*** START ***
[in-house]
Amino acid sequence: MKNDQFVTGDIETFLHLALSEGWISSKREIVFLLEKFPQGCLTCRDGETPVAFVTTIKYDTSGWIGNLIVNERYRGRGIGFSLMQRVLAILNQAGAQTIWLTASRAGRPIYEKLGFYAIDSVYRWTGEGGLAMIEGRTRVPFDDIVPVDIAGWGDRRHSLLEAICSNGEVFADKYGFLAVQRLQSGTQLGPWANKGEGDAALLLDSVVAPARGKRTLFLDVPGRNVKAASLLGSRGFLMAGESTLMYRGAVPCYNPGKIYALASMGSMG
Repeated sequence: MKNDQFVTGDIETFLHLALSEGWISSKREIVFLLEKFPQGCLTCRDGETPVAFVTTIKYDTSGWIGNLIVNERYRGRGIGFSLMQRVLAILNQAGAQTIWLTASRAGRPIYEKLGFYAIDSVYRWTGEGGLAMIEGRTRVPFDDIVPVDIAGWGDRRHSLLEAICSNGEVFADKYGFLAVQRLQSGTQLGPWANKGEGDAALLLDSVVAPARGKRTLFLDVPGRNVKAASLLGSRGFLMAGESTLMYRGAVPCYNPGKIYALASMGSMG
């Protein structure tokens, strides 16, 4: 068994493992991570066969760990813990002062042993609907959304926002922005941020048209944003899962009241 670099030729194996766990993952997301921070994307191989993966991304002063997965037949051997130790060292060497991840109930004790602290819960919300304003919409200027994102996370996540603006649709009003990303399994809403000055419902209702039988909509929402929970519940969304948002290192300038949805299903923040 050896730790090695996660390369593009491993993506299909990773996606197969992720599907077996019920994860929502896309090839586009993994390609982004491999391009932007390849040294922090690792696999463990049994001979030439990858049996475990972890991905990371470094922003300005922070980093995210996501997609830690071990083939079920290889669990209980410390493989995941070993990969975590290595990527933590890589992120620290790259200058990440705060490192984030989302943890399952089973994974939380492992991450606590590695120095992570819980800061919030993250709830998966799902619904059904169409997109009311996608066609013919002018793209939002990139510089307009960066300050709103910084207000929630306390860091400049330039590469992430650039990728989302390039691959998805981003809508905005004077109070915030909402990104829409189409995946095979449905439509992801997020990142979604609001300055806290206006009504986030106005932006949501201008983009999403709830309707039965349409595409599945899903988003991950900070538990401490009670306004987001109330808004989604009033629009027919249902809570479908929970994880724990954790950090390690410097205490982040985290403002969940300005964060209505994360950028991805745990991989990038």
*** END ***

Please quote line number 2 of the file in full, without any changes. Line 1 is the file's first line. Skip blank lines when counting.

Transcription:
Amino acid sequence: MKNDQFVTGDIETFLHLALSEGWISSKREIVFLLEKFPQGCLTCRDGETPVAFVTTIKYDTSGWIGNLIVNERYRGRGIGFSLMQRVLAILNQAGAQTIWLTASRAGRPIYEKLGFYAIDSVYRWTGEGGLAMIEGRTRVPFDDIVPVDIAGWGDRRHSLLEAICSNGEVFADKYGFLAVQRLQSGTQLGPWANKGEGDAALLLDSVVAPARGKRTLFLDVPGRNVKAASLLGSRGFLMAGESTLMYRGAVPCYNPGKIYALASMGSMG